To meet Governor Jerry Brown’s proposed 2030 climate and clean energy goals, we need to implement market transformation strategies for increasing the supply of distributed energy resources from all California households and businesses. We must work with disadvantaged communities to break down barriers to adoption and empower community members to supply to the grid more energy efficiency, demand response, distributed generation, energy storage and managed charging of electric vehicles.
Policies need to drive the market
Market transformation strategies increase the adoption of preferred technologies and actions in target markets over a longer time horizon, such as 5-10 years. Market transformation strategies are necessary and additional to “resource acquisition” policies, which focus on utilities procuring what’s already available and cost-effective today. For example, California’s “loading order” policy requires utilities to procure all cost-effective and available preferred resources first. The replacement of the San Onofre Nuclear Generating Station (SONGS) illustrates the limitations of this approach. Citing concerns that there may not be sufficient cost-effective and available preferred resources to displace the need for a new power plant, California Public Utilities Commissioner President Michael Picker recommended approval of the proposed Carlsbad gas-fired power plant on April 6.
The SONGS replacement example also illustrates the need for an independent entity that is responsible for transforming markets for distributed energy resources and ensuring that sufficient cost-effective preferred resources will be available in time to meet our goals. Repeatedly, California utilities have proposed fossil-fired power plant solutions, rather than proving that they can deliver the large quantities of energy efficiency, distributed generation, demand response and other clean distributed resources to meet reliability needs. Accordingly, CSE supports Senate Bill 765 (Wolk), which would create an independent California Market Transformation Authority.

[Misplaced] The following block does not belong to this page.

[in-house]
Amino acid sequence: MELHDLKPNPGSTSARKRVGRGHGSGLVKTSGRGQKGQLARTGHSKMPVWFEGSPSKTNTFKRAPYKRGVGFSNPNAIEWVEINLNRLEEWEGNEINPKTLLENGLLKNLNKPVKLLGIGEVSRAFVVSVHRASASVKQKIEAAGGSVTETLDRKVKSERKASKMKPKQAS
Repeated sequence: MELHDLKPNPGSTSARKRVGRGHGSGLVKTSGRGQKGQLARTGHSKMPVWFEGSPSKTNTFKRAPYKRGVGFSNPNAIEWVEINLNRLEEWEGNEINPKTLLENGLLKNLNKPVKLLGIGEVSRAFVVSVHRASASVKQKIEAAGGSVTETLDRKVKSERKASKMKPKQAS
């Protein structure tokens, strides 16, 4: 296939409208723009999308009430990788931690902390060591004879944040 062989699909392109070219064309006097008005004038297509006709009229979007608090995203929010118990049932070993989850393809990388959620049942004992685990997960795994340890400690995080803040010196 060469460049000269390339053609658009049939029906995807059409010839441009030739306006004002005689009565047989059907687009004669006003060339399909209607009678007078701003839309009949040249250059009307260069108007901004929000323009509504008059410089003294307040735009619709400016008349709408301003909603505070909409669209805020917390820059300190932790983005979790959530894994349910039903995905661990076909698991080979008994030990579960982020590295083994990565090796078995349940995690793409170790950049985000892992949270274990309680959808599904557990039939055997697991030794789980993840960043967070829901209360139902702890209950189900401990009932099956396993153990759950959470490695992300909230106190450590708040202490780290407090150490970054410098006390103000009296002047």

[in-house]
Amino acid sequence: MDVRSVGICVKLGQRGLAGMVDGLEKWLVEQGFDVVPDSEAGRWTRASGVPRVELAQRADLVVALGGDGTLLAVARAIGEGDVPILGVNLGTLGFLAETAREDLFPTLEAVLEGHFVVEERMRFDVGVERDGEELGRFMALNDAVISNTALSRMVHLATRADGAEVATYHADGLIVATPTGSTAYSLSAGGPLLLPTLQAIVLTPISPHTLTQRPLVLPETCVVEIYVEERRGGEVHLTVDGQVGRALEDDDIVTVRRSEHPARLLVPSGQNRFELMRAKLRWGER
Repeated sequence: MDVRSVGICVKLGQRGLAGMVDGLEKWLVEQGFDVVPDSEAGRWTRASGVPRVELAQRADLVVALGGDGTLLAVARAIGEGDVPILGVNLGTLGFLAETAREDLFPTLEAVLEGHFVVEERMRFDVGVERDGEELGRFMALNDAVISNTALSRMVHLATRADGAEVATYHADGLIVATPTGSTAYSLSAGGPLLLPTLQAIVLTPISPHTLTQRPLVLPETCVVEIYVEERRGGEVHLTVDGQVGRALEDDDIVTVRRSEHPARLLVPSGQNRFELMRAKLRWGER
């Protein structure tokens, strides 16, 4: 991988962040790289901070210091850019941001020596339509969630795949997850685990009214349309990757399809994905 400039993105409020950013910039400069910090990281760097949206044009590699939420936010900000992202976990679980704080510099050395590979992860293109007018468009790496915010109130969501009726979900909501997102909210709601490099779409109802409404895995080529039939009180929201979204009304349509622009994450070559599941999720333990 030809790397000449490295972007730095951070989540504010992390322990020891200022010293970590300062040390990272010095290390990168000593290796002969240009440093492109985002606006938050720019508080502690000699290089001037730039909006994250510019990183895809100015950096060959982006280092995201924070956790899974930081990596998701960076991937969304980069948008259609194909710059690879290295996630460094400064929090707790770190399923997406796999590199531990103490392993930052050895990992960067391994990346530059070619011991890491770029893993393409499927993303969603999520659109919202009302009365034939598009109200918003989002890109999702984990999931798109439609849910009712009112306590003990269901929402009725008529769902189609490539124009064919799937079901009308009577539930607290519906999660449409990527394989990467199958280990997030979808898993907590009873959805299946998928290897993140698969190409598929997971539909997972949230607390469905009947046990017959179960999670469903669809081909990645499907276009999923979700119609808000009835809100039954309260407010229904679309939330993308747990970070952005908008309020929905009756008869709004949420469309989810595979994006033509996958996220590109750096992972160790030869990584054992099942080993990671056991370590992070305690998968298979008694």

Disadvantaged communities must be part of the mix
In the past, California policymakers and program administrators have generally designed market transformation initiatives for distributed energy resources to target early adopters and other customer segments that have the fewest barriers to adoption and are perceived as most likely to take action. While this approach may have been appropriate for developing markets for new and expensive technologies, it is not a sustainable path for making clean, distributed power sources a major portion of our resource mix.
Disadvantaged communities face a range of barriers to adoption, including barriers associated with lower income levels, lower rates of single-family home ownership, and language and cultural barriers. CSE is working with stakeholders to tackle several of these barriers and empower disadvantaged community members.
Tackling barriers to adoption
Many distributed resource programs and incentives primarily benefit single-family homeowners, and it has been challenging to increase participation by renters and landlords. To increase solar installations on multifamily residential properties, CSE is leading the Virtual Net Metering Market Development Project to expand the awareness, effectiveness and use of virtual net energy metering (VNEM) in California and beyond.
Marketing, education and outreach to disadvantaged communities also presents significant barriers. These communities include a large number of households that have adults who do not speak English very well, higher levels of poverty and/or lower levels of education. As the program administrator of Energy Upgrade California®, CSE is implementing strategies to address the cultural and language barriers that have held back understanding, motivation and adoption of distributed resources in the past. For example, Energy Upgrade California has partnered with 75 community-based organizations across the state to educate, motivate and activate their community members to better manage their energy use. This ambassador program provides training, technical assistance, and in-language, culturally appropriate informational materials to community based organizations.
To meet California’s ambitious 2030 goals, we must continue to work with disadvantaged communities to tackle barriers to adoption and tap the power of the people.